No Survivors

Outside of the JFK airport, the air was moist and thick.  You could tell without even opening your eyes it was thunder storm weather.  The clouds were almost orange as if telling departing planes “Caution”.  I sit alone by gate 6, waiting for my son Kyle’s plane to arrive.  He was coming back from visiting his mother in California.  I would have gone with him, but my ex-wife wouldn’t “allow” me to come after our complicated divorce.  Even if I dared disobey her rule, I had to stay in town to cover for my boss.

This past week has been hard without Kyle.  He is usually the one to pick out my suit and tie for work.  Yes, I let my seven-year-old son pick out my clothes for me. I would pick them out myself, but I have the fashion sense of a blind monkey.  I ended up sulking to work with a poorly tied half windsor and wrinkled, black dress shirt.   Fashion mistakes aside, the true reason I missed him was home didn’t seem complete without him.  Yes, he is only a scrawny 57 pound kid who only uses a fraction of the apartment, but his presence seems to flow through all the rooms when he is there.  Without him, the cluttered apartment seems empty.

I look around at all the people walking through the airport.  A man sprints by me carrying a black briefcase, seeming to be talking to himself between gasps for air.  He must have a blue tooth, I conclude.  Another man walks by in the opposite direction holding a map of Michigan, giving his wife orders as she directs her kids through the traffic of people. Everyone seems to have something to do, or somewhere to be.  

While I continue to watch the commotion of frantic travelers, I notice a newscaster on one of the suspended TVs in the waiting area with a large red banner across the bottom of the screen that reads “Breaking News”.  She seemed to be in the middle of her report.  I squinted to try and read the headline, but it was too small to make out from where I was seated.  Almost on cue, a fat lady moves right in the way of the television. I decided to get up and move in front of her so I could see the TV.  I usually don’t watch the news, but I might as well since it seems Kyle’s flight won’t be here for a while.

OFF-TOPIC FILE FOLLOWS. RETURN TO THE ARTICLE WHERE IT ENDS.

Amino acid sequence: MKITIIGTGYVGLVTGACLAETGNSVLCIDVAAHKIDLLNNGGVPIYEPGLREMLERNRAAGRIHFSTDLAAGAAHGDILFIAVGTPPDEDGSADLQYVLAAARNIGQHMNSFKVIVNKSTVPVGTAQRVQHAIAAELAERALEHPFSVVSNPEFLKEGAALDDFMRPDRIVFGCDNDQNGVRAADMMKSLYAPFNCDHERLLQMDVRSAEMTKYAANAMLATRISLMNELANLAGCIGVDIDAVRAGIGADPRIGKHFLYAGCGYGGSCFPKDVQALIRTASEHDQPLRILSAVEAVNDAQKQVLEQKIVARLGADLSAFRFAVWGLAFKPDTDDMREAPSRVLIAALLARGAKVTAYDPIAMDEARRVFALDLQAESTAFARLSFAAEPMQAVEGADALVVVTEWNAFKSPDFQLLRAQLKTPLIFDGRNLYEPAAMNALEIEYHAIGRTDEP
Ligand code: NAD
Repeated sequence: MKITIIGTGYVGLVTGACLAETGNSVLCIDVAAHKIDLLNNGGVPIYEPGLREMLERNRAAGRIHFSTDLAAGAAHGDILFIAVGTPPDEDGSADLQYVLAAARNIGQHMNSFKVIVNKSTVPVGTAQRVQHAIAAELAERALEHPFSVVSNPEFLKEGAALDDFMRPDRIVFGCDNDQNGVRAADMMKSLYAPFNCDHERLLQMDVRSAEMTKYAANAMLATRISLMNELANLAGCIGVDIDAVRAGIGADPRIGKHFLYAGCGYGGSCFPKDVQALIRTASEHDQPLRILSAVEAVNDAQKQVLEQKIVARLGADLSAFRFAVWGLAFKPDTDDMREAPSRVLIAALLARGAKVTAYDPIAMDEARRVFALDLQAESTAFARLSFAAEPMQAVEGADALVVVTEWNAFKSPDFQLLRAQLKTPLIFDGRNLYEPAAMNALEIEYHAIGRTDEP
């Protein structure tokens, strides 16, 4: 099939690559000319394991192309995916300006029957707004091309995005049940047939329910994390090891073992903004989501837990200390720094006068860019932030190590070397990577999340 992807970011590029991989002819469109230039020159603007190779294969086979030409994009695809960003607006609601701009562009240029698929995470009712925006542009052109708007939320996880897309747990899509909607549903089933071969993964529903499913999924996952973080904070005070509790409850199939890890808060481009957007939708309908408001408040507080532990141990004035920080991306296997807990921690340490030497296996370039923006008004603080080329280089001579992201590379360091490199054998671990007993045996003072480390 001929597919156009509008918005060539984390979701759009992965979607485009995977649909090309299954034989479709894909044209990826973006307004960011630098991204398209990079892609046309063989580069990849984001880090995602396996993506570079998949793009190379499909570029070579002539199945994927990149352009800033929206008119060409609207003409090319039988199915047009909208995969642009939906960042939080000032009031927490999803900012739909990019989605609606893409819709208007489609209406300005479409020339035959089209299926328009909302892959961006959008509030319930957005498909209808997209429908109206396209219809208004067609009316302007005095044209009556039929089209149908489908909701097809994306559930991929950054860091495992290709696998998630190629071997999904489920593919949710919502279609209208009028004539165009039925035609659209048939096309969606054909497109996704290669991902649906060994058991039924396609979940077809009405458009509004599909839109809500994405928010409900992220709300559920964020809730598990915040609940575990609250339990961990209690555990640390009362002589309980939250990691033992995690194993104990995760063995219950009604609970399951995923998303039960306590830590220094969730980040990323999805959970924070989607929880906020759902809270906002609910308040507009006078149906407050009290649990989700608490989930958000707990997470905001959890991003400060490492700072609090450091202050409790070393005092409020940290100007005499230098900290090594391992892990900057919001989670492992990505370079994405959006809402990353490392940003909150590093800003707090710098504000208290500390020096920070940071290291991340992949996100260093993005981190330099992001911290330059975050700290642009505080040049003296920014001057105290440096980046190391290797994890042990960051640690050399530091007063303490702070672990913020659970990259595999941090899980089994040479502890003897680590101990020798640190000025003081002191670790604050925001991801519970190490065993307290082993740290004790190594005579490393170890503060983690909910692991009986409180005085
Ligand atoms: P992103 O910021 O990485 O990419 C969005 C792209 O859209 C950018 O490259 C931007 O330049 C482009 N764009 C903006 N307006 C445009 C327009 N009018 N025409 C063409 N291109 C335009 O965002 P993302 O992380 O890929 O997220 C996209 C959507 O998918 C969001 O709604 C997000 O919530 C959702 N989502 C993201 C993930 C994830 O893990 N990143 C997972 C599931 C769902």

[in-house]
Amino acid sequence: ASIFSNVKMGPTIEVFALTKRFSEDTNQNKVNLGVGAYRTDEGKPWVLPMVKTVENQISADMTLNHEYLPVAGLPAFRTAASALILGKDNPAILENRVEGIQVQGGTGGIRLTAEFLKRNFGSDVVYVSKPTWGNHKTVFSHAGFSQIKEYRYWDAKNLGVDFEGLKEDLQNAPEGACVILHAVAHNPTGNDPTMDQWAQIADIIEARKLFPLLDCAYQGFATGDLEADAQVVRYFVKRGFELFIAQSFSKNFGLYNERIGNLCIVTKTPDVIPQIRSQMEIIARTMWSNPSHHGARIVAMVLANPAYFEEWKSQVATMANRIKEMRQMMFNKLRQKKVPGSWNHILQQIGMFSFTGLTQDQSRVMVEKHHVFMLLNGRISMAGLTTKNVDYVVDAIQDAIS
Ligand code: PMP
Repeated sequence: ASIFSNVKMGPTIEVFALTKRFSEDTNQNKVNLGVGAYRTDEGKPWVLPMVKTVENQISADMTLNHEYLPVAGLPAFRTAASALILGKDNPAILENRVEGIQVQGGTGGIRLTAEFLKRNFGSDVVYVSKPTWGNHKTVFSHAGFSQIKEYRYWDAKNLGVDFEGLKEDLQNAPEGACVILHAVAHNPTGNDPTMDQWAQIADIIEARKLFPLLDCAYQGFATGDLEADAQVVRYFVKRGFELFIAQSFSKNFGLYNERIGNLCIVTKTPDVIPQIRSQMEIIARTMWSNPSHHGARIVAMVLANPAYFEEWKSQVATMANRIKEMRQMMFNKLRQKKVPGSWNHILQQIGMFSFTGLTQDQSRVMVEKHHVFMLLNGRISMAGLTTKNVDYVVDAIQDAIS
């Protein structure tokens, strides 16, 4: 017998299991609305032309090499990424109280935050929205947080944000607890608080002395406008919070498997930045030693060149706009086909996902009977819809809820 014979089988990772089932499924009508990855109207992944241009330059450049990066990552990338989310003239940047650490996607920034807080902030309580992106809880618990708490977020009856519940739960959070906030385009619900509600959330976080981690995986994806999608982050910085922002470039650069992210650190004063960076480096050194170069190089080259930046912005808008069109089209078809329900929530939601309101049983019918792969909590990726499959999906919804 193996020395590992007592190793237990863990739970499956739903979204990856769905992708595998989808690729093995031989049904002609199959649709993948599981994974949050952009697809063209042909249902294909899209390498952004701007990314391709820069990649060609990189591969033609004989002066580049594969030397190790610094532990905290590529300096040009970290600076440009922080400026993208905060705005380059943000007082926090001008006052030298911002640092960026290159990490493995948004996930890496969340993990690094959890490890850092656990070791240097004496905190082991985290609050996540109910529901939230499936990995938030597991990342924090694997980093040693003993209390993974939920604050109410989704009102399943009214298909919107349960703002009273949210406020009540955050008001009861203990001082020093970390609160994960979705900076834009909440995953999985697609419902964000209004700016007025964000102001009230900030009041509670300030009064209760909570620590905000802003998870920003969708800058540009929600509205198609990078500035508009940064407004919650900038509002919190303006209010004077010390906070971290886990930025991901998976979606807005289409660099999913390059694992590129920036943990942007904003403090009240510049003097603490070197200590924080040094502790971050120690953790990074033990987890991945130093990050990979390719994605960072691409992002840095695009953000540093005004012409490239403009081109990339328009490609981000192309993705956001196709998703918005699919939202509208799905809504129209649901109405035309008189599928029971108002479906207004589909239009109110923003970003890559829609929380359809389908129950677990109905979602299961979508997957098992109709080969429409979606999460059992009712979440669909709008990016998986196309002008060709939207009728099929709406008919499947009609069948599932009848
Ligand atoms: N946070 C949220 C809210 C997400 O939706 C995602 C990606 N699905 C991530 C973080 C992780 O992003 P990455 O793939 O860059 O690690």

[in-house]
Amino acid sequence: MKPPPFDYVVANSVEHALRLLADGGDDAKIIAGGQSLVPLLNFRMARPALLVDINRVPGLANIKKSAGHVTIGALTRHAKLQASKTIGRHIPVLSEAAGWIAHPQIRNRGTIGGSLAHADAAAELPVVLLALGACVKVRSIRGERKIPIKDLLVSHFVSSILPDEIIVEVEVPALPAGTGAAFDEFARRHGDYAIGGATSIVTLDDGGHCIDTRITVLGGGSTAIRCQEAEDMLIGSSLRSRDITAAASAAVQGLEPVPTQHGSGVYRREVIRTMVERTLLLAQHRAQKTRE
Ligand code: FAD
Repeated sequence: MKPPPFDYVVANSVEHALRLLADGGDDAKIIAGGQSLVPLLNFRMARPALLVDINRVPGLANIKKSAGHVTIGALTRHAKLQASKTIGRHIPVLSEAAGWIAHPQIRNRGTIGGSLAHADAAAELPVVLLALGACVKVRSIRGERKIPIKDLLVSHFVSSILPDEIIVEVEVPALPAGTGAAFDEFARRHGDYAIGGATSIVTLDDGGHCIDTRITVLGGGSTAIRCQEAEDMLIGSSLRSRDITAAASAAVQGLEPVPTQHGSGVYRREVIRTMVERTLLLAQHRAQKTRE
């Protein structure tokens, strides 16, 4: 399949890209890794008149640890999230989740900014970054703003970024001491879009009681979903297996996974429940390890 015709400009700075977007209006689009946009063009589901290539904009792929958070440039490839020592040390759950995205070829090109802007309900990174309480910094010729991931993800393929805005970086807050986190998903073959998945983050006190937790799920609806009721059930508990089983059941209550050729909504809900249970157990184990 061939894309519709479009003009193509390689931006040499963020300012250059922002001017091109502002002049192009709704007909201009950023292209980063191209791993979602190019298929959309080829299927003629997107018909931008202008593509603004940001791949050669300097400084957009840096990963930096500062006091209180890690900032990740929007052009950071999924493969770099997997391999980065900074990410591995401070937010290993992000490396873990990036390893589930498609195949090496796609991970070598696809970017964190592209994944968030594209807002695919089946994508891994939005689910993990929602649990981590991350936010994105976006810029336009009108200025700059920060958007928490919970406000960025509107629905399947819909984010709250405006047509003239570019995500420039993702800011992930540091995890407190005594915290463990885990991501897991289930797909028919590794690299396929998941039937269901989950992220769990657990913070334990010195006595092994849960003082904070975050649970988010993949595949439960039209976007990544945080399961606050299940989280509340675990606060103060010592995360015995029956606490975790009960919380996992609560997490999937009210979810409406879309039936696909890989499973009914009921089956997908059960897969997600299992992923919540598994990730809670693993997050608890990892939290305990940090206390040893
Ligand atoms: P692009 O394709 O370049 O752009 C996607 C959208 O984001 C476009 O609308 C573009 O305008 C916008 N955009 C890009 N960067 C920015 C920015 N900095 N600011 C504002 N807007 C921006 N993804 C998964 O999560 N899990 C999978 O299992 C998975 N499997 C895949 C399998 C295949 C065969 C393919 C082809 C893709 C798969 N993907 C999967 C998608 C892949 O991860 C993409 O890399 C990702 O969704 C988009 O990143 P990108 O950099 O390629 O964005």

I plop down onto a purple couch in front of the TV.  The report was still on, but now there was a picture of a plane crash in a large corn field. Oh no.  It couldn’t be… Dear god, no.  I searched the screen for the headline, my head starting to feel heavy.  I felt like I had just gotten off of one of those rides at the town fair where they put you into a metal cage with a seat and spin you upside down and in a circle simultaneously. The caption read, “Plane Crash in Massachusetts, No Survivors”.  Wait.  Kyle was on flight 814 flying from California to New York with a layover at O’Hare.  His plane wouldn’t have flown over Massachusetts, right? I sigh, feeling some relief, like a million pounds were just lifted off my chest.